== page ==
Could you suggest a roadmap to learn app development (iOS)?
It would take 3-4 months to learn essential Java skills that lead to android programming. It will take 1 to 1.5 years to master the same. In summary, if you are a newbie, it is anticipated that it will take you two years to gain a good understanding of mobile development and begin working on OrientMCT projects.
To be successful, Android developers should have the following talents.
- User interface design: You should be able to use Java and XML to turn a design into a working Android app.
- Storage and notification of data:
- Guidelines for Material Design:
I think Apple has some tools for aspiring developers. Even an intro like this.
The internet is full of resources all you need is a google search to get to them.
How much time it will take you depends on so many factors that it’s really hard to give you an approximate timeline. It mostly depends on how much time you’re willing to invest, how fast you can learn things, and if there are people with knowledge willing to help you out if you get stuck with something.
While investing any number of hours won’t guarantee that you achieve your goals I’m still pretty sure that working 8 hours per day gives you much higher chances to succeed than let’s say 1 hour
The OP specifically mentioned iOS. There are plenty of courses teaching iOS - they cost money but would be a road map. I’m sure there are plenty of free videos on youtube, but may be less of a “roadmap”. But the most important thing is just to keep learning and building things.
For me, I took a different path to be a mobile dev. I learned React through FCC, then took the short leap to React Native which allows you to build apps on iOS and Android.
I wasn’t really sure what he meant by a roadmap. Initially, I thought about something like this. Also, I put the previous link because it states some of the technologies needed to get started. It looked to be close to a roadmap.
Sidenote: was it hard to transition towards React Native once you leaned react?
Not really. 95% of React Native is just React. The hardest part was getting the environment set up. You don’t have your familiar HTML elements, but use RN ones. The CSS is kind of a subset. Your thinking needs to change a little because it’s a phone screen. That’s about it. Once the env was set up, it was pretty easy.
My question was wrong.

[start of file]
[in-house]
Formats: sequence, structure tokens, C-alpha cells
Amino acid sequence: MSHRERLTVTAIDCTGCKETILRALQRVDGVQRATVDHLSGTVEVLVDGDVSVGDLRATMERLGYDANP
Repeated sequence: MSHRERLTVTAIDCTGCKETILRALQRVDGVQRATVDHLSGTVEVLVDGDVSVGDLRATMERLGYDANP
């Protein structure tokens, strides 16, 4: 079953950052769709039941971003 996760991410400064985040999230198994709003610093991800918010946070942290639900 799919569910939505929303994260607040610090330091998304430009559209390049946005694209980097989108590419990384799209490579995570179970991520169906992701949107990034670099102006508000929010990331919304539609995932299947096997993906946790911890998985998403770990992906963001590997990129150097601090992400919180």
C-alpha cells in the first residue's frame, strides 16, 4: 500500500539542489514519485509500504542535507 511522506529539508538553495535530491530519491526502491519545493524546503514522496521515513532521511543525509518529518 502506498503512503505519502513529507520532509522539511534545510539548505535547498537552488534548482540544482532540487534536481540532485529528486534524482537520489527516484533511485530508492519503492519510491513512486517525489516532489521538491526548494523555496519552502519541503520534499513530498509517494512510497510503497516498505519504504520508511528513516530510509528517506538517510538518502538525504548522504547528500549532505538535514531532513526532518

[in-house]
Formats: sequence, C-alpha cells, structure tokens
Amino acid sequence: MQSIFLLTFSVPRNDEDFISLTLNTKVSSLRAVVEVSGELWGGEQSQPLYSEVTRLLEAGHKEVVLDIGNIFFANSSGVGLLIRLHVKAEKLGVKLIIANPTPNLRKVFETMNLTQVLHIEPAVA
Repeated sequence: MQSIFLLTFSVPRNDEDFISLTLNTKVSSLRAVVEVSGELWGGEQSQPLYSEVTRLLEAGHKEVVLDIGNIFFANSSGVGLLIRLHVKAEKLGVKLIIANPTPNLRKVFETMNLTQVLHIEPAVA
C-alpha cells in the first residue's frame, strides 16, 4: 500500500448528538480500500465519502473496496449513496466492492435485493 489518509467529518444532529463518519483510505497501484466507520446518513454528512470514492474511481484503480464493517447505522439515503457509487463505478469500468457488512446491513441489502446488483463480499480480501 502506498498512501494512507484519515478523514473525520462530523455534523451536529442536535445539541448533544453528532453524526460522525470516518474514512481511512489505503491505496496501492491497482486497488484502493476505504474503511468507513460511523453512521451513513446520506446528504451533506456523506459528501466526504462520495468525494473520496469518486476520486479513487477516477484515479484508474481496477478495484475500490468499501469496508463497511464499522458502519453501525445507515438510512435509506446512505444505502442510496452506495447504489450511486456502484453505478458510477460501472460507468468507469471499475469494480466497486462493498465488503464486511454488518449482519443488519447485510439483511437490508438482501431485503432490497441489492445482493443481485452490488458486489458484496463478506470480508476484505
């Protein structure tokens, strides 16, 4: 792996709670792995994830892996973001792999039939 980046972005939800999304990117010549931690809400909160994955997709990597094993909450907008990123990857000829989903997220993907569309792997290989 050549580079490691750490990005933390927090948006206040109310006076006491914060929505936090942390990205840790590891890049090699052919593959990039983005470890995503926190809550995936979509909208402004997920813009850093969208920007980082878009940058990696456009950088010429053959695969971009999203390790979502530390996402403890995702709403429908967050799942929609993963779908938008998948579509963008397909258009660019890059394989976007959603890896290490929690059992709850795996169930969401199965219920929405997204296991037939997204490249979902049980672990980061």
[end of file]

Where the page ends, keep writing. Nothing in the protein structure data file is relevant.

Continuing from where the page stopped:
Could you suggest resources to learn mobile development (iOS) or Android development?
Between all that’s been said, you should have your answer.
- Learn programming basics with Objective-C
- Learn OOP principles with Objective-C
- Make example couple of example apps through some simple tutorials
- Use third-party tools/libraries (google it) which are used by iOS developers for your tutorials.
- Make an app (does not have to be unique), try to use all things you learned for it.
- Buy a developer account and publish the app.
You’re officially an iOS developer. You can choose Swift in these steps instead of Objective-C. No HTML/CSS or Backend Knowledge is needed. However, I don’t think knowing only iOS is a good idea.
Tell me your opinion.
What should I know also If learned android / iOS development ?
If we’re talking iOS/Android, then I would half-agree that only learning iOS is a bad thing. There are plenty of iOS-only developers out there. But learning Android too would definitely make you more marketable.
But I 100% think that it is good to at least learn the basics of backend. Even a lot of frontend and mobile positions nowadays they want you to at least understand a little backend. I never fully understood REST and sockets until I wrote a few servers. A lot of things fell into place. It’s fine to put it off for a while, and I’m not saying you need to become an expert, but learning the basics should be on the agenda somewhere. Plus, being able to write a simple server will let you make MUCH more interesting demo projects.
This topic was automatically closed 182 days after the last reply. New replies are no longer allowed.